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MODDEJONGE: University of Alberta players, coaches see hope as season again a possibility for hockey Bears, Pandas

The University of Alberta Golden Bears defeated the University of Saskatchewan Huskies 1-0 in Game 3 of the Canada West men's hockey championship final Sunday, March 3, 2019.
The University of Alberta Golden Bears defeated the University of Saskatchewan Huskies 1-0 in Game 3 of the Canada West men's hockey championship final Sunday, March 3, 2019.

With big-time U.S. college football conferences turning their gridirons into gridlock until at least the spring, the horizon looks more and more bleak for Canadian universities hoping to kick start some sports programs this winter.

In the meantime, it’s making for quite a roller-coaster ride for the University of Alberta Golden Bears and Pandas hockey programs, who have seen their chances for some semblance of a 2020-21 season go from off to on again to who-the-heck knows?

“The U.S. NCAA Div. 1 football, that’s billions of dollars with the TV revenue and everything else that’s entailed in it, so they’re talking about it and I know some of the conferences are being postponed, and that’s tough,” said Bears head coach Ian Herbers. “At least, right now, we’re in the mix for the start of January and hopefully everything comes around and we’re able to play.

“Obviously, it would be ideal if we could play in front of a thousand fans, but again, we have no idea what numbers are going to be allowed and everything else.”

But at least there’s a fighting chance, which is more than the teams could say one week ago, before being reinstated into Canada West for what is to come.

It all started on June 17, when the U of A announced it would be suspending competition in the conference for two-term sports, including hockey, due to financial constraints.

Since then, Bears and Pandas hockey alumni stepped up with bucks for the puck programs to return to the rink.

“There’s a student experience at the U of A, it’s Friday night at Clare Drake rink when you have 2,000 students banging on the glass, rocking the stands and building empty beer cup pyramids and having a great time,” Herbers said. “We’ll miss that atmosphere this year if it doesn’t happen.”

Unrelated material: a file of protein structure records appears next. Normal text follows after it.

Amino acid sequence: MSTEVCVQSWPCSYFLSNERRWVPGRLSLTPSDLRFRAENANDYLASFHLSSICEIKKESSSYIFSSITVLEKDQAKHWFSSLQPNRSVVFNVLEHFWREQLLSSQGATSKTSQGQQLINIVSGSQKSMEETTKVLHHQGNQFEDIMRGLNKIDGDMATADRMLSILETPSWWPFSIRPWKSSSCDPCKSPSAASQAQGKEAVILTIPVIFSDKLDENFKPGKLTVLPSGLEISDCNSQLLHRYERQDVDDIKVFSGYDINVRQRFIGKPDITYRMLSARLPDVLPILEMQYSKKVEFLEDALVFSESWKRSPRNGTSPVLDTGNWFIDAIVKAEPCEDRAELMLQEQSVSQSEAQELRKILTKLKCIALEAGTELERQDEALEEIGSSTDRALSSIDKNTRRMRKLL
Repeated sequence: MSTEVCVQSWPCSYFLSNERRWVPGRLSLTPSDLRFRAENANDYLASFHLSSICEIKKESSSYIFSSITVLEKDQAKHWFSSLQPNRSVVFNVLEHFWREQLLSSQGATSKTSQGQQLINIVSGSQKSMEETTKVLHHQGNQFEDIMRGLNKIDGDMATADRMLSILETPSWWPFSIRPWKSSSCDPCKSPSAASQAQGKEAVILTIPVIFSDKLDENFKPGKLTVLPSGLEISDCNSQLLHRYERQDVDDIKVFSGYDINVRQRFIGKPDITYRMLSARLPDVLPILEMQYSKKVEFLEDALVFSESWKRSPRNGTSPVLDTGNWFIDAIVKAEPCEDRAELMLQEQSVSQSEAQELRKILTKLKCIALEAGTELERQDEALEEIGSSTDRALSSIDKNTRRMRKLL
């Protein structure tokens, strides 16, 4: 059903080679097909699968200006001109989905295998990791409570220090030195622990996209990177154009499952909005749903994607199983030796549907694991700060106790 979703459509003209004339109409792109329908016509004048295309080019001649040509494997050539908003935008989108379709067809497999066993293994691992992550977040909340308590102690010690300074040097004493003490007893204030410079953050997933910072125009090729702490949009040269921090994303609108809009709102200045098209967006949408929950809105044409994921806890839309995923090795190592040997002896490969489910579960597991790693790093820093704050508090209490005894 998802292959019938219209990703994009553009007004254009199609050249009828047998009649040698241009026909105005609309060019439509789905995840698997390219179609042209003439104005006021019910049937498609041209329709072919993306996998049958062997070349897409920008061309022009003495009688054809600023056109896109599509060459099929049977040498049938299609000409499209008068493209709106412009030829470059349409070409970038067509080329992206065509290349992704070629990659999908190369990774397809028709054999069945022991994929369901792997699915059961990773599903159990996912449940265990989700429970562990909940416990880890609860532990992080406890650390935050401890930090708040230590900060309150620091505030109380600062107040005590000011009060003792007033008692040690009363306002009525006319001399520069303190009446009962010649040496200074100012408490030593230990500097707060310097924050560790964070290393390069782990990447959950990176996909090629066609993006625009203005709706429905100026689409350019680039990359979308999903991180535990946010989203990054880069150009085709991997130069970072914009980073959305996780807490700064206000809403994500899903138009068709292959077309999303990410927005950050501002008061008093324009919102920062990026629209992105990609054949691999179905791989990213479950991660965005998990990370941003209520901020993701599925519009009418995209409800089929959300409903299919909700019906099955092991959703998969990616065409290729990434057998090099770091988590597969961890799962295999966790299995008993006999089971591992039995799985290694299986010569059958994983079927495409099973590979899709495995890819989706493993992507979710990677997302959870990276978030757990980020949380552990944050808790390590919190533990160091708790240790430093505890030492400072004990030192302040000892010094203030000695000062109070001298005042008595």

Canada West has marked Oct. 8 as decision day for whether they will be going ahead with a shortened season beginning in January’s winter semester, after the fall semester, including the football season, was cancelled back on June 8.

From there, all the member schools in the conference will then hold their own vote to decide if they will even participate.

“There are still a couple of hurdles we have to go through, but when I told our guys there was a possibility, all their eyes brightened up, big smiles on their faces and they were excited,” Herbers said. “They want to play. They work hard in practice, they work hard in the off-season, they work hard in the gym but it’s still not the same as playing and having that competition and a chance to win a Canada West title.”

It’s a mark last year’s Bears fell short of, despite having finished first in the conference. They came in off the hard-earned bye through the opening round of playoffs only to be ousted from their own ice by the underdog University of British Columbia Thunderbirds in the semifinals.

That would have left the Bears on the outside looking in at a national championship tournament they were previously considered top contenders to win, had the COVID-19 pandemic not cancelled the March event just as soon as it began.

“There’s a little bit of a bitter taste left in our players’ mouths from last year and not having the outcome we want, and then to have this right after, it was a bitter pill to swallow,” Herbers said. “All we can do is prepare like we’re going to play, so we’ll start Sept. 1, we’ll be on the ice. We’ll do a ton of individual skill development, start slowly working in our systems and start getting a couple of exhibition games.

“But at least in mid-October we’ll know whether we’re actually having a league or not.”

And right now, the mental health of his players is as much on Herbers’ mind as their physical health.

“Our guys come here to get better at hockey, obviously, and get a great degree from one of the top schools in the country, but they want to play pro hockey,” he said. “They don’t want to be here for years and years as their window is only so big.

“So a lot of our players are looking at signing somewhere in North America or Europe. But for them, as well, the American league’s having a delayed start and the East Coast league as well. Some of the European leagues are going on time, some are on a pause as well. So there’s a lot of uncertainty, not just here in U-Sports and in our building, but all across the world.”

One sure thing in all of it is knowing the Bears and Pandas hockey alumni and local sponsors have their back when the world gets turned on its head.

“We knew that well since I played and, obviously, since I’ve been back coaching, that one of our biggest strengths is our alumni association,” said Herbers, whose players are also currently working at garnering sponsorship from the community. “The group of people who have gone through our program, players to trainers to staff, they bleed green and gold.

“Fantastic support, fantastic people and without their support, we wouldn’t be where we are right now.”

gmoddejonge@postmedia.com

@GerryModdejonge

Copyright Postmedia Network Inc., 2020

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